Bankruptcy discharge: origins and liberalisation

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The development of bankruptcy discharge reflects varying philosophies and
influences. Initially in English bankruptcy law discharge was absent, and even
when introduced in the early 18th century, it was restricted and difficult to attain
as the result of the creditors’ power of veto. Modern discharge policy is more
liberal, has a broader stakeholder focus, and an emphasis on shorter
bankruptcy periods calculated to combat risk averse behaviour and encourage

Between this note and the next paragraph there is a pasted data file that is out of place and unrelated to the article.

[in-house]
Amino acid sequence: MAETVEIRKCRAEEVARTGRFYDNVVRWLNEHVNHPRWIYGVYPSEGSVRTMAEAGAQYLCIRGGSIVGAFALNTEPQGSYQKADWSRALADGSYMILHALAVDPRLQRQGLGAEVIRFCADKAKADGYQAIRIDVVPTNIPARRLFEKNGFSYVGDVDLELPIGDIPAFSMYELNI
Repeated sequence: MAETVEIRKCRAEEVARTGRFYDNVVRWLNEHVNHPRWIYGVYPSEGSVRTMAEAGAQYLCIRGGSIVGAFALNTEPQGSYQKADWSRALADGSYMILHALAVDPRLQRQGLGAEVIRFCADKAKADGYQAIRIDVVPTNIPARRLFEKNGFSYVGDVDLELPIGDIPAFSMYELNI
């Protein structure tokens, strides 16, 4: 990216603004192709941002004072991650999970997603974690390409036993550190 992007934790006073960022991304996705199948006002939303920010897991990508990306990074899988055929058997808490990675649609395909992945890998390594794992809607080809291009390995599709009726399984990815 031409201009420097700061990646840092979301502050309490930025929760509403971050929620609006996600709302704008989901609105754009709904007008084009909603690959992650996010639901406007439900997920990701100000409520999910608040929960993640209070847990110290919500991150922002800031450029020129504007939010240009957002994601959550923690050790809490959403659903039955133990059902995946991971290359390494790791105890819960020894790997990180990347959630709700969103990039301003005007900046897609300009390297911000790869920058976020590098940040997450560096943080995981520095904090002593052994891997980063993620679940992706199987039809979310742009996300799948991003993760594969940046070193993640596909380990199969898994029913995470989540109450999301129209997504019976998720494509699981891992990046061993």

entrepreneurs to re-enter the market. Liberalising discharge is not a static idea
as its application in different jurisdictions, and over time, attest. This article
compares current discharge regimes in Australia, Malaysia and Singapore to
illustrate how discharge is responsive to political, economic, social, and even
cultural factors, and it is precisely this characteristic that makes it an essential
element of bankruptcy process in changing commercial environments.
Original languageEnglish
Pages (from-to)107-126
Number of pages20
JournalInsolvency law journal
Issue number3
Publication statusPublished - 2017


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